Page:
No walk ins; reservations have to be made at least 48 hours in advance online at https://www.subrosa.com.sg/#reservation. Food photography by James Hii. Thank you Subrosa for the invitation.

Subrosa Private Dining
369 Jalan Besar
Singapore 208997
Website

From Cassia to the Knolls, the Christmas feasts begin at Capella!

We had been invited to dine at Chef’s Table tonight, hidden within the upscale hotel the Capella on Sentosa, apart from the hustle and bustle of the mainland. When we walked into the small room which contained the entirety of the kitchen and a long table that only sat 24 guests, I didn’t feel like I had just entered a restaurant. I felt like I was in the chef’s house. I could smell the food the chefs were cooking a few metres away from me as Michael Bublé’s Christmas album played in the background.

We were here tonight to sample a few of the dishes that were going to be available for Capella’s Christmas and New Year menus at their various restaurants: The Knolls, with Mediterranean-style cuisine; Cassia, their Chinese specialty restaurant, and also their festive sweets.

They were really proud of their seasonal cocktail from Bob’s Bar, the Christmas Carol ($22++): a refreshing cocktail mixed with inhouse Navegante rum from Barbados and champagne. They had also mounted a slice of pear on the edge of the glass and sprinkled ground cinnamon on it, so when the glass is brought to the lips, the nose catches a whiff of the spice straight away.

From the starters for the Knolls Christmas Eve & Day Lunch, they gave us the well-crafted Pink Pepper Caramelised Foie Gras Mi-Cuit. A thin strip of mashed pineapple is shaped around a round slice of foie gras terrine. Sugar is sprinkled on top, then promptly blowtorched. The sugar sizzled, bubbled, and darkened into a deep purple colour as the flames danced on top of the foie gras. The fragrance of burnt sugar wafted into the air. The result is like a crème brûlée: a soft savoury foie gras base with a thin crisp covering of hardened caramel. The pineapple was soft, sweet with a subtle tartness. Whole pink peppers were added to be eaten with the foie gras. When cracked, it doesn’t burn the tongue, but releases an atomic hint of floral spice. A painted stripe of dark brown sauce adds a sweet and salty element.

The next thing to be served was something from the main course of the Knolls Christmas menu, the Halibut Confit with Citrus Junos. The halibut is sweet and uniform in its perfect doneness, not flaky or powdery, but soft and fleshy. It paired well with a creamy hollandaise-style sauce made of lemon, butter, and fish juices. Plated together with the fish was the Pumpkin and Corn Gnocchi, a separate option on the same menu. These orange molded balls of a pumpkin and corn mash had the comforting texture of a scone.

From the Cassia New Year’s Eve and Day Dinner, we were treated to the Braised Bird’s Nest with Crabmeat. A small island of shredded crab meat tops a foundation of bird’s nest, surrounded by a sea of thick, chicken and pork bone broth. A few eggs of fish roe round the dish completes the experience with bursts of saltiness. I love the creativity of using bird’s nest away from its traditional usage in a sweet cold dessert in a warm soup instead. The texture of bird’s nest resembles that of shark’s fin minus the guilt, so when your soup crumbles the island into the soup and everything is eaten together, it reminds one of the pleasant times eating warm shark’s fin soup at special occasions with the family.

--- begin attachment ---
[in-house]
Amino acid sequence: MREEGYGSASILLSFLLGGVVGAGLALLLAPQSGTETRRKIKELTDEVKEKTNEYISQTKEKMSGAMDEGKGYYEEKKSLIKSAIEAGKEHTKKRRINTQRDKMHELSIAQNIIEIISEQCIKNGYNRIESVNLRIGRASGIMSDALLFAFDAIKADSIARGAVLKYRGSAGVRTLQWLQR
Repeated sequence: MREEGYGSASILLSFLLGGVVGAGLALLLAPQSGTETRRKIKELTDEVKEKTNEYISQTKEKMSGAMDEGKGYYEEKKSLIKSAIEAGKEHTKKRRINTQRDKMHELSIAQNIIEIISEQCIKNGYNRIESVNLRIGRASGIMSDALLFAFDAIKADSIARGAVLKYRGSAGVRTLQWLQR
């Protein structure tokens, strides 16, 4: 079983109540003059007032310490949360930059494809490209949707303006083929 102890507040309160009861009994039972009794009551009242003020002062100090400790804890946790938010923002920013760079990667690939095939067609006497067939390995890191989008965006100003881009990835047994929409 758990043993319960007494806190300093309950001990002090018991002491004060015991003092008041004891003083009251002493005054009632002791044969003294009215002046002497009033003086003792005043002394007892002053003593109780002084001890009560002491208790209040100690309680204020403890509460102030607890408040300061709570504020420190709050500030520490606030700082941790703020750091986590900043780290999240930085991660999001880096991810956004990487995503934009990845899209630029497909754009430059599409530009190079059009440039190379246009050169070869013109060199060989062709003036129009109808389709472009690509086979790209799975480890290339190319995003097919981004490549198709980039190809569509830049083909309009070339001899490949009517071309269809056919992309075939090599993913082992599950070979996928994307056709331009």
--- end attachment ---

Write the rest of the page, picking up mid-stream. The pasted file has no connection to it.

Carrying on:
I was gladly surprised by the succulence of Capella’s tandoori-style Exquisite Turkey. It’s a Christmas turkey with a twist: the bird is seasoned and marinated with classic masala flavours and roasted inside an actual tandoori oven. The result is a turkey that is more juicy and tender than the typical roast turkey. Served alongside is a tasty stuffing doused with fragrant truffle oil, spicy green chutney, and roasted root vegetables.

You’ll have a chance to taste it as well at the Festive Open House at Chef’s Table on 24 November and 9 December 2018. If you purchase it on 24 November, you get a 10% early bird discount of the usual $138++ for the whole turkey, which is still available for orders after 24 November.

The evening is brought to a sweet close by a panoply of sweet delights taken from Capella’s Festive Afternoon Tea. From the moment I touched the chilled plate, I knew that Capella’s efforts in giving the best dining experience extended even to the desserts. The Pecan and Pistachio Carrot Cake was adorable with a carrot-shaped almond-flavoured icing.

The Hazelnut Praline Tart is best enjoyed whole by biting the thin praline case to release the flowy chocolate ganache inside. Vanilla Chantilly Slice with Raspberry Preserve and Lemon Zest Biscuit is a delicious combination of sweet and sour on a soft sponge cake. The Chestnut Cheesecake is royal on top with a gold flakes, but hides a down-to-earth chestnut core inside. And the Almond Marzipan Stollen: it’s like a cold-served slice of thick bread, and it’s sweet and crunchy with marzipan sugar.

These sweet treats — and more — will be available for Capella’s Festive Afternoon Tea from 3-31 December 2018.